In an age of rapid technology development and a growing global concern for climate change, renewable energy sources are becoming more and more viable. Whether it’s solar or wind, these types of energy are proving to be more cost-effective and efficient than conventional fossil fuels.
One of the most compelling reasons to adopt renewables is the ability to mitigate the impacts of climate change. Additional warming could lead to extreme weather, droughts, wildfires, and sea level rise. These effects are already being felt in some regions.
Cheap electricity from renewable sources can massively cut carbon emissions. Combined with the right incentives, these sources have the potential to decarbonize 90 percent of the power sector by 2050. Compared to coal and oil, these sources have far lower carbon footprints.
However, it will take time to replace fossil-fuel infrastructure with environmentally sustainable alternatives. This will require the support of state mandates and strong consumer demand. Thankfully, there are many countries that have already begun to make headway on this front.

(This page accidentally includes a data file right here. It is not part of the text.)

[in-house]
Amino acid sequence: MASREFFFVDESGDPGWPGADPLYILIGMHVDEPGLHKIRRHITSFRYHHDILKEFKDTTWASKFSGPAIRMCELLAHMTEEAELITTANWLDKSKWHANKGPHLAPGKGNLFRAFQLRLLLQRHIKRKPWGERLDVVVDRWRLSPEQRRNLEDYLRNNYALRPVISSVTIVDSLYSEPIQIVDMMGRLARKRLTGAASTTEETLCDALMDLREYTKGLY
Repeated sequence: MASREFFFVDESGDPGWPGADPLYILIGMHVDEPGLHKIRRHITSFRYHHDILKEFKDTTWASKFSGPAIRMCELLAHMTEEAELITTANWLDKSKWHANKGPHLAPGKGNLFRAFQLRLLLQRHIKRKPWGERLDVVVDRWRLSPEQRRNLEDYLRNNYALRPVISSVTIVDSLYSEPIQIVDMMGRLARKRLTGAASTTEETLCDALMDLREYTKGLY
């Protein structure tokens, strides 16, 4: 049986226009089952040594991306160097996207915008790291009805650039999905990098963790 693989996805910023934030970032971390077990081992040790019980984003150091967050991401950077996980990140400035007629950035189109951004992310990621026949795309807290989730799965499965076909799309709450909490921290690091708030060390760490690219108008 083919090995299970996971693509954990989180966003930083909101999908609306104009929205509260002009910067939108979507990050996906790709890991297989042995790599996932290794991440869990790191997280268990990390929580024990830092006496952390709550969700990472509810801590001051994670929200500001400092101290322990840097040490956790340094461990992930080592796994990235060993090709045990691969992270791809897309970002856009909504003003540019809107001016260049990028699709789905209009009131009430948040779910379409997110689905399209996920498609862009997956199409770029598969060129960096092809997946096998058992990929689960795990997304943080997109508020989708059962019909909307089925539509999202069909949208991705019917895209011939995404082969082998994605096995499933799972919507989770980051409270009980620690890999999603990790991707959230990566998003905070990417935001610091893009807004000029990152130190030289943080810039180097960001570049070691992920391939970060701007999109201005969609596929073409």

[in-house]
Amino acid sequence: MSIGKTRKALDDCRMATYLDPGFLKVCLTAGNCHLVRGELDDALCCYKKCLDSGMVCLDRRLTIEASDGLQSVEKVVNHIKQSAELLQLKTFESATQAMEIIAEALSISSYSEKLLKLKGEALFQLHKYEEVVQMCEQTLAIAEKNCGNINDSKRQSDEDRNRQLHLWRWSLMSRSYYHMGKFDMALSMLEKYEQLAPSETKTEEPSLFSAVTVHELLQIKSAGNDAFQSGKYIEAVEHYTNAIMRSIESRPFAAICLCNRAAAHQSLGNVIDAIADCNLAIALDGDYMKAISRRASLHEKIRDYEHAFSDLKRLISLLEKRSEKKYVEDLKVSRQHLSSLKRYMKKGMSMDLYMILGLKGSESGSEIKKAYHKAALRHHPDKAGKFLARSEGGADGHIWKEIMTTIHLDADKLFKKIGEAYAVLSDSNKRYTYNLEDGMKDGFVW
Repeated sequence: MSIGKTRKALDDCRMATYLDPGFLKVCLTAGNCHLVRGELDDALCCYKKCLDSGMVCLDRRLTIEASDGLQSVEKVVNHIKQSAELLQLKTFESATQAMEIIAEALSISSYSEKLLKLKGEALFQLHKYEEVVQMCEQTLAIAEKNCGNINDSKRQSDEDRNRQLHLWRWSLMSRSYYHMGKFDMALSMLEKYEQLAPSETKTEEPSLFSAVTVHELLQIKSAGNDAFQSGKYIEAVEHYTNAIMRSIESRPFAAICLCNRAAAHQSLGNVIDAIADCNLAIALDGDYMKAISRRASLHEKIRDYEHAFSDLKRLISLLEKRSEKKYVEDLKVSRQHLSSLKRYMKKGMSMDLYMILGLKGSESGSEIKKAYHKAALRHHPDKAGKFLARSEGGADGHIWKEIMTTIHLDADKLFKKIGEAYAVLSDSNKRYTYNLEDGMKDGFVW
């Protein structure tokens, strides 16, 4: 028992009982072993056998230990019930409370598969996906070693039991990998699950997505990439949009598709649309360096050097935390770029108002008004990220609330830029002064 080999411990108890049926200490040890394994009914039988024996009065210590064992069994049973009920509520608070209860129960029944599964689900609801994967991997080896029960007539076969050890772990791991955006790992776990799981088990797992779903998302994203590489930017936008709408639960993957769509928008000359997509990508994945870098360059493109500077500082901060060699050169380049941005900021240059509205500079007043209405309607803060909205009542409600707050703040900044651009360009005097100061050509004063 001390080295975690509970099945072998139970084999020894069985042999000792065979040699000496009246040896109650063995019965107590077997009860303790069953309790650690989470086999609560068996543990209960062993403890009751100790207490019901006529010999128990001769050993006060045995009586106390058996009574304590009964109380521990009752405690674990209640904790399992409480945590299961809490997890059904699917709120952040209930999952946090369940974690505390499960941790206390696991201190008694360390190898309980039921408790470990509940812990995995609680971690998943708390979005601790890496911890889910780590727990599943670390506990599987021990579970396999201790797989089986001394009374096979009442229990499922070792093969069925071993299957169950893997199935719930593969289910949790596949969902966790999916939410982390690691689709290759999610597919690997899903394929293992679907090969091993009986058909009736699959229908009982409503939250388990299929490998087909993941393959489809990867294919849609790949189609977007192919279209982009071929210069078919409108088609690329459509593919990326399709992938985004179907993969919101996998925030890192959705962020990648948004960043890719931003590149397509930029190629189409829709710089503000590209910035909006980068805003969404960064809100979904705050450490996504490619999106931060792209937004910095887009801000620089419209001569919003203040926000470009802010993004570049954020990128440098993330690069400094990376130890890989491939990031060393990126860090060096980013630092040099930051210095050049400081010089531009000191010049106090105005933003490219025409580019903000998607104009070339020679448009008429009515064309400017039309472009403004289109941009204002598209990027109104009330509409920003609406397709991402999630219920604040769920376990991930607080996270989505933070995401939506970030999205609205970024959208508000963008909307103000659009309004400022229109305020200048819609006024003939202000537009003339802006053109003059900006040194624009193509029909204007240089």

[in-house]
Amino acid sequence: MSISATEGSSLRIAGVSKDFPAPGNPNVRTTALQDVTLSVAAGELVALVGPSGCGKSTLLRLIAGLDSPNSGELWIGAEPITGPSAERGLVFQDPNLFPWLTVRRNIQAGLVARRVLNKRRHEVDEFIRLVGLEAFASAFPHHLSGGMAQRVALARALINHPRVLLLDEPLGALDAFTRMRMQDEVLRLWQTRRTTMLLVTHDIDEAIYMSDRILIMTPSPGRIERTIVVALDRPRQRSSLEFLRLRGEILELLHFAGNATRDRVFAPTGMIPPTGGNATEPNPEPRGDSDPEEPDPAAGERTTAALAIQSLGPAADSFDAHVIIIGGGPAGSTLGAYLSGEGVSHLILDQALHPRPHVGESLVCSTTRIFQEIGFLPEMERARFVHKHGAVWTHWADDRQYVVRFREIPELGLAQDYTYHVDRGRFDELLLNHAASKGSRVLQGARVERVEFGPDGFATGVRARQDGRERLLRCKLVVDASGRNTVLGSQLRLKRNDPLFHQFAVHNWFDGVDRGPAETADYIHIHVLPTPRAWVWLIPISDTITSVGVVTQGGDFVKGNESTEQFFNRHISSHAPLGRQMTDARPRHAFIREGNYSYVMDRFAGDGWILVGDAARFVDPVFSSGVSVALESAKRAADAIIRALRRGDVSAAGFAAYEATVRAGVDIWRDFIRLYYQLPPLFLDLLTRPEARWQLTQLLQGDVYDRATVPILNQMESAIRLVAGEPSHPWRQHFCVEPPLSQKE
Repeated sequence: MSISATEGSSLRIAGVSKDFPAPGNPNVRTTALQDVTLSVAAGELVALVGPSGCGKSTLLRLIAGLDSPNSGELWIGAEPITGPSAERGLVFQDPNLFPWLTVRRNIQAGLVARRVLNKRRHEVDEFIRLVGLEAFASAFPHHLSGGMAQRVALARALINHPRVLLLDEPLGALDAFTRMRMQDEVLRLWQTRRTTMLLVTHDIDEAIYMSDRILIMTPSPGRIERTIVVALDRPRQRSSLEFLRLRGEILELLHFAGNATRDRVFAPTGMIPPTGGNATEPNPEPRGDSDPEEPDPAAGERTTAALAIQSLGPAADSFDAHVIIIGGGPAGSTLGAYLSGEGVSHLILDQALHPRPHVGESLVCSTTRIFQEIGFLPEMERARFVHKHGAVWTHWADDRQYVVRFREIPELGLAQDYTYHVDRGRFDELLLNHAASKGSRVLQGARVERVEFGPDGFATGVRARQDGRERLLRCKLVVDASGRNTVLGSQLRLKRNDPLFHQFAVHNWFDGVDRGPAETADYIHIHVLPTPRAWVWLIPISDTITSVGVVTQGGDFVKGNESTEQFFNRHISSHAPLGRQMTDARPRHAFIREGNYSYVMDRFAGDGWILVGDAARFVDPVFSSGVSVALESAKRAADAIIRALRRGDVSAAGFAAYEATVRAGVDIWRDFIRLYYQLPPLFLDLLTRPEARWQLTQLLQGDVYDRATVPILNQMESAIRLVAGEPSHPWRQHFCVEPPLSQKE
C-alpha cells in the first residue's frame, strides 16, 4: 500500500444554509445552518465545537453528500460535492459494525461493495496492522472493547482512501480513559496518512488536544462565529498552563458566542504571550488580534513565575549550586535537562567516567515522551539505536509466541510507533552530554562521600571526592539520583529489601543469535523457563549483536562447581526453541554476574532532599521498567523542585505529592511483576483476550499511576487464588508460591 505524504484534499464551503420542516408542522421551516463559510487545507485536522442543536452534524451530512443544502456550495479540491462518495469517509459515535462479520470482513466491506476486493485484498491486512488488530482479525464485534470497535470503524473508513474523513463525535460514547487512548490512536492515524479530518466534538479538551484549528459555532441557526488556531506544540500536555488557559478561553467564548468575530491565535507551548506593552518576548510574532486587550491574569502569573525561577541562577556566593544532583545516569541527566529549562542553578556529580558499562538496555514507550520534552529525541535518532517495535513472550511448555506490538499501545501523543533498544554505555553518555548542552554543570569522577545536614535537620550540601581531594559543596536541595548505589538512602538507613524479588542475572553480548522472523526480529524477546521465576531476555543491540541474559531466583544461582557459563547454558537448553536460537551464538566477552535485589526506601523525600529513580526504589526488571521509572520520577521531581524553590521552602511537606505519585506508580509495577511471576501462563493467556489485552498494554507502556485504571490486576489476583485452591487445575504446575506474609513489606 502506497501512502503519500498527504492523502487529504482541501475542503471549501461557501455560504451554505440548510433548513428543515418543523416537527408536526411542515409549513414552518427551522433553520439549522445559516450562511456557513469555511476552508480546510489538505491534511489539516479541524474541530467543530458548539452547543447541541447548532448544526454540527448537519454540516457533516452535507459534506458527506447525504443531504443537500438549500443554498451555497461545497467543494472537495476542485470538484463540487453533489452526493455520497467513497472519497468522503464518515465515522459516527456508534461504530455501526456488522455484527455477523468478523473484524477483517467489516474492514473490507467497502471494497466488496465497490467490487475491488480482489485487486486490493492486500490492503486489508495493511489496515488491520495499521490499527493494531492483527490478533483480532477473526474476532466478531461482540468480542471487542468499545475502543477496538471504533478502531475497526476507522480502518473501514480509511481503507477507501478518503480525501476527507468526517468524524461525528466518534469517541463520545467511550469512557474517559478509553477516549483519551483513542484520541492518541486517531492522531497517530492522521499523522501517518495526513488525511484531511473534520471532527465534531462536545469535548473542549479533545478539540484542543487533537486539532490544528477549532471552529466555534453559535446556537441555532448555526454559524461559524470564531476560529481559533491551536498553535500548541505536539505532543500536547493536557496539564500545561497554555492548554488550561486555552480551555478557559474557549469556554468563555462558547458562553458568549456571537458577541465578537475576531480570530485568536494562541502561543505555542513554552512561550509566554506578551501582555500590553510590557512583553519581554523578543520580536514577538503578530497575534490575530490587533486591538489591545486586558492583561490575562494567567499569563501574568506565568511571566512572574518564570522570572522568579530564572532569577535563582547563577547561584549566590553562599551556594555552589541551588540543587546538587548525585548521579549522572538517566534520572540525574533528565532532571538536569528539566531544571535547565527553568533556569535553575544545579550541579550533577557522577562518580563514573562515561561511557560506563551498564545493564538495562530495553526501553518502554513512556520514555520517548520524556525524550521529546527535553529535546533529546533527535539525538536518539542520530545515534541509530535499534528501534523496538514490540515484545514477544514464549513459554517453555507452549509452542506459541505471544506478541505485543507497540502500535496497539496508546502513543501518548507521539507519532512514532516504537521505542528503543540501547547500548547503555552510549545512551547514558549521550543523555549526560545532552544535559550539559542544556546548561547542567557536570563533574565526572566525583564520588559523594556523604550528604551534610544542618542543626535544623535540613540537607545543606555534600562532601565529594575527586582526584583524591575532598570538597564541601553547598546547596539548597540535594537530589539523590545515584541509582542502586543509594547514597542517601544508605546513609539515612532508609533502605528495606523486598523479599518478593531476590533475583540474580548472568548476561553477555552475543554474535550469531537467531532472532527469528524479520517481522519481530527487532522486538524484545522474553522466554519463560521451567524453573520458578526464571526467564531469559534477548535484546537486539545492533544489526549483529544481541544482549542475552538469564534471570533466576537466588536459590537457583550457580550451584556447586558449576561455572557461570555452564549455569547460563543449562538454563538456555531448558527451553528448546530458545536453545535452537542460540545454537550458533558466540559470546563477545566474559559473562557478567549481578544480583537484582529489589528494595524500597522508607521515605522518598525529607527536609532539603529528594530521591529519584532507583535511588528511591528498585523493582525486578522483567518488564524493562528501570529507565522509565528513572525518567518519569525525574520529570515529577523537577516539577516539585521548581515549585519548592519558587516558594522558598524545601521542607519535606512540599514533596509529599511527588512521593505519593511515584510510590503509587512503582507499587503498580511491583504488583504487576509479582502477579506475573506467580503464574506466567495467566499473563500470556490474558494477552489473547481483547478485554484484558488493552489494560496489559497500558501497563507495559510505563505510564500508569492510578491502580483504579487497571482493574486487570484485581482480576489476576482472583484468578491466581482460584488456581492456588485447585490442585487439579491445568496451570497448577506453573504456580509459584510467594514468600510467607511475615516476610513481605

For example, the IEA estimates that every dollar of investment in renewables creates three times as many jobs as the fossil-fuel industry. Moreover, solar and wind projects have been able to survive Hurricane Sandy with minimal damage.
In addition to these factors, 165 countries have set targets for increasing their usage of renewable energy. By 2024, more than 30% of the world’s electricity supply will be powered by green energy.
While more and more countries are beginning to include renewable energy in their climate plans, there are still a number of issues to address. Specifically, policymakers need to combat legislative gridlock. They also need to implement effective regulations and incentive schemes.